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EGM Review:
Disney Epic Mickey: The Power of Illusion

By
Posted on November 19, 2012 AT 03:35pm

The illusion of a great game

It’s no secret I’m a huge Disney fan. From my annual trips to the Happiest Place on Earth™ to my Mickey Mouse tattoo, I’ve loved Mickey and friends from the time I could drool in front of a television, watching classic cartoons.

So, it’s no surprise I enjoy the Disney Epic Mickey games. Since I’ve always been so immersed in Disney history, it’s perhaps easier for me to gloss past some of their flaws than some other critics. It’s because—particularly with the recently released Disney Epic Mickey 2: The Power of Two—those flaws honestly didn’t affect my enjoyment.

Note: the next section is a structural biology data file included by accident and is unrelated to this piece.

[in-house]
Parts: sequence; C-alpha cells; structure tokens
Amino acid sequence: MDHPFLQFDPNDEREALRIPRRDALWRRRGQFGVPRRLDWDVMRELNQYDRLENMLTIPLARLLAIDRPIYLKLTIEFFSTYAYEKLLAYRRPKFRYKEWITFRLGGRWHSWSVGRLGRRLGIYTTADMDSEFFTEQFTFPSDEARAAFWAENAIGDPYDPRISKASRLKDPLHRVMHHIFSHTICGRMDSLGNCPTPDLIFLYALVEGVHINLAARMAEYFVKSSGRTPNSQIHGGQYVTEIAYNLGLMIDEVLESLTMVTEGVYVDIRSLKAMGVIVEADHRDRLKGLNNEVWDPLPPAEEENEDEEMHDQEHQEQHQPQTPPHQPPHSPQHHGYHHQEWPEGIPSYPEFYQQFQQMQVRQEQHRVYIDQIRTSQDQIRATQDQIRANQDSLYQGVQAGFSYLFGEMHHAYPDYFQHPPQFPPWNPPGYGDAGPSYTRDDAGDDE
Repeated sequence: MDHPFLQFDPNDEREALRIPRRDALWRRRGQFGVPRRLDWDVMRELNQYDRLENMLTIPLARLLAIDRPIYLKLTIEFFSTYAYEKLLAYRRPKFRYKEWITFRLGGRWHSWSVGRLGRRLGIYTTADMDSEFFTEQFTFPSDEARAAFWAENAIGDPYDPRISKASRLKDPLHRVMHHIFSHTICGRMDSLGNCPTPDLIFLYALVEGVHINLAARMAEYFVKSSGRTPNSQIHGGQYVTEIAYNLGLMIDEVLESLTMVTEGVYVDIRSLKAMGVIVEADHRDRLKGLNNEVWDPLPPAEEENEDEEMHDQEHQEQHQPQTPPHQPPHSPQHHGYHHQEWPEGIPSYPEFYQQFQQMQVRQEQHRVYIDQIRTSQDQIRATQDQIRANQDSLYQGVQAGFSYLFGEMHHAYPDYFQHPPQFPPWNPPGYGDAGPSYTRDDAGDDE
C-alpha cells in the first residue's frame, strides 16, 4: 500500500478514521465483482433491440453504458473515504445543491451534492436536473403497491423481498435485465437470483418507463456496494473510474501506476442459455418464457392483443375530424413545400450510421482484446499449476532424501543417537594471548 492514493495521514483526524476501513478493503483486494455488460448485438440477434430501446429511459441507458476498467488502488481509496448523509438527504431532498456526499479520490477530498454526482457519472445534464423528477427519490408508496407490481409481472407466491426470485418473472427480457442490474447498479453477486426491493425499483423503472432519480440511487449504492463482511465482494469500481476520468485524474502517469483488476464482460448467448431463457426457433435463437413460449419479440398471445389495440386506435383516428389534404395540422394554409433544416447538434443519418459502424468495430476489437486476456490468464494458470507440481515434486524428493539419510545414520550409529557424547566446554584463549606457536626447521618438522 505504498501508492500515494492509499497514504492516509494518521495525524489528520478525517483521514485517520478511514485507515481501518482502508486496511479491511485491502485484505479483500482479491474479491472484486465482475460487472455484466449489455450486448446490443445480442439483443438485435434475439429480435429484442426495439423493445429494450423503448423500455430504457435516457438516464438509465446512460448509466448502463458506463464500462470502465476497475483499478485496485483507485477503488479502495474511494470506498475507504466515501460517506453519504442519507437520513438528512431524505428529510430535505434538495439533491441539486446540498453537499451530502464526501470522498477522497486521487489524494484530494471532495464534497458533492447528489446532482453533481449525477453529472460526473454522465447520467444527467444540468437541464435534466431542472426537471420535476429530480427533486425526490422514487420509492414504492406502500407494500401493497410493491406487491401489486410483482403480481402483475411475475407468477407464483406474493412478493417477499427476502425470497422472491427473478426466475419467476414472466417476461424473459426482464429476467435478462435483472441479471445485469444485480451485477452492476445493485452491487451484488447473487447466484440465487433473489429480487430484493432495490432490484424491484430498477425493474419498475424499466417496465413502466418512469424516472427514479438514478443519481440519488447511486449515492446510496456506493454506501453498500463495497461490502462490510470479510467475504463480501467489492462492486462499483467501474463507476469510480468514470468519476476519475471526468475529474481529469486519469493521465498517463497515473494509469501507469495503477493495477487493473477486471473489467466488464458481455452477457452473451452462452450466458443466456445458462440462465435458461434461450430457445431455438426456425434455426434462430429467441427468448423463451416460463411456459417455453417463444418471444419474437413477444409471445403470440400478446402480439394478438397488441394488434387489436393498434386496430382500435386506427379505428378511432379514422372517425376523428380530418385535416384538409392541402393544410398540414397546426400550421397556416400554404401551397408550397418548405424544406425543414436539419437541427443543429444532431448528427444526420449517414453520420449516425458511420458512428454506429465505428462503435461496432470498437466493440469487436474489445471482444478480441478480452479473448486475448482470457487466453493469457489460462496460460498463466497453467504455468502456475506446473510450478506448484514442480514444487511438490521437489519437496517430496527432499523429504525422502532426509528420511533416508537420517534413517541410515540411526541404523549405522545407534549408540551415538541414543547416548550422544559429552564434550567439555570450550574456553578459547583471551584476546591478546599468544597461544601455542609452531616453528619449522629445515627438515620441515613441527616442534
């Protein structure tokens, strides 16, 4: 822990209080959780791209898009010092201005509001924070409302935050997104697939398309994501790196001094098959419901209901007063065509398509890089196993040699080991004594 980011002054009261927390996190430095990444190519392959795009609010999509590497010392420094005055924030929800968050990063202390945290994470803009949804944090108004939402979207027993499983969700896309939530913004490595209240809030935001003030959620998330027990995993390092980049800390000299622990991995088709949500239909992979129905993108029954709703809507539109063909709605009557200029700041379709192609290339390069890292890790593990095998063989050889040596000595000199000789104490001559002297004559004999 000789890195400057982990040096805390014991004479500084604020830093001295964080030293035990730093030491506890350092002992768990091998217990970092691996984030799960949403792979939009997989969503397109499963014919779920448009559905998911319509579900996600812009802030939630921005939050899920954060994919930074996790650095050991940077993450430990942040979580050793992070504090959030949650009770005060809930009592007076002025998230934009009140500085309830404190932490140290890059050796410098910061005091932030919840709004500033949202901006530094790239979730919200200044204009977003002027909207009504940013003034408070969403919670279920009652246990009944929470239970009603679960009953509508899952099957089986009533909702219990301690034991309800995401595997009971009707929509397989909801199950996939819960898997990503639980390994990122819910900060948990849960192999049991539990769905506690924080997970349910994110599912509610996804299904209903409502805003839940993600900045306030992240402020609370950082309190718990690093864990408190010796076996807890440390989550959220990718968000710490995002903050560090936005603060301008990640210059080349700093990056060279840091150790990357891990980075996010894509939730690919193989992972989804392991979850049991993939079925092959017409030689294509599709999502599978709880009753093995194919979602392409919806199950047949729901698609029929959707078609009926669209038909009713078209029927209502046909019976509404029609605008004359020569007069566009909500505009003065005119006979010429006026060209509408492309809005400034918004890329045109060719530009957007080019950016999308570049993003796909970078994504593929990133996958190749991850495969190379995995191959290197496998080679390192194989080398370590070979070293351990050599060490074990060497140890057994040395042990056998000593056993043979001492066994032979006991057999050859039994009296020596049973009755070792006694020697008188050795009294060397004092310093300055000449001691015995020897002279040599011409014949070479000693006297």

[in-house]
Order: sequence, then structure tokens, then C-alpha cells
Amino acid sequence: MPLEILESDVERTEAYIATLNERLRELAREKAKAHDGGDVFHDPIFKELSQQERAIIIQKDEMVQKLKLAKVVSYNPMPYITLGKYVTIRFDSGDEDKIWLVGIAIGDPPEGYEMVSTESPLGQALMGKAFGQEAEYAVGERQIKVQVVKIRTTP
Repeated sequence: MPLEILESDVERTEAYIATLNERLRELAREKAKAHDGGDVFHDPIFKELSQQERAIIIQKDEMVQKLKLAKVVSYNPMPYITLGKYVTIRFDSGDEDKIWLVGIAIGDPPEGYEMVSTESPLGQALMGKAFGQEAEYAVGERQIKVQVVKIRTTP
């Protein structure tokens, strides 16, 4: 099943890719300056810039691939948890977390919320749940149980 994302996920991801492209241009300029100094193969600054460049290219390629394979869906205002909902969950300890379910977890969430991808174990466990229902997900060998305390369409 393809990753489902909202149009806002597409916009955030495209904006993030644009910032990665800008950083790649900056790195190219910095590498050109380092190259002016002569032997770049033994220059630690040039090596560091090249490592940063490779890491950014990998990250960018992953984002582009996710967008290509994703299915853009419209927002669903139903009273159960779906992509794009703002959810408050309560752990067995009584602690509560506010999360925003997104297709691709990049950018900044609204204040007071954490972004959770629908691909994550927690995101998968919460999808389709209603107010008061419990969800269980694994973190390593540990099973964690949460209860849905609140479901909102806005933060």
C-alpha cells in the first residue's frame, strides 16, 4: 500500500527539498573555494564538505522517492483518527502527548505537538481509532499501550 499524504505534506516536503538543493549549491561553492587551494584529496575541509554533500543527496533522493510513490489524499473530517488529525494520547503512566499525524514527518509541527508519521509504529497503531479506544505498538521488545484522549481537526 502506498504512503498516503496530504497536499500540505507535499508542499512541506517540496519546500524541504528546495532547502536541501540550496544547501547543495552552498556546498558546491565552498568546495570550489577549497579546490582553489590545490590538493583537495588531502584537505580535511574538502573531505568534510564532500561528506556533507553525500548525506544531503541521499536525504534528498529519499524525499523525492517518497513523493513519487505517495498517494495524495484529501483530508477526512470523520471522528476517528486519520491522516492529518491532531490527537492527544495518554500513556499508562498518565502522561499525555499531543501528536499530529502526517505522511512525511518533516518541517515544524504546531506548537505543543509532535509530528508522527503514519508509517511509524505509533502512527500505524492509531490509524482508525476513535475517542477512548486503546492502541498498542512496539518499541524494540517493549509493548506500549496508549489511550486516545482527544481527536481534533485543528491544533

But the game I was most looking forward to was Disney Epic Mickey: Power of Illusion, the 3DS game from DreamRift, developers behind the excellent DS action-platformer Monster Tale. The idea was to take the classic Genesis game Castle of Illusion Starring Mickey Mouse and make a sequel set in the Epic Mickey universe. Like other Disney ephemera, forgotten video games end up in Wasteland, too. So, when the evil witch Mizrabel’s magical castle appears there, a new threat descends on Oswald the Lucky Rabbit’s troubled home. Not happy with being relegated to the land of the forgotten, Mizrabel kidnaps characters from the outside world, including Minnie Mouse, trapping them in her castle in an attempt to drain their essence and bring her castle back into the Toon world.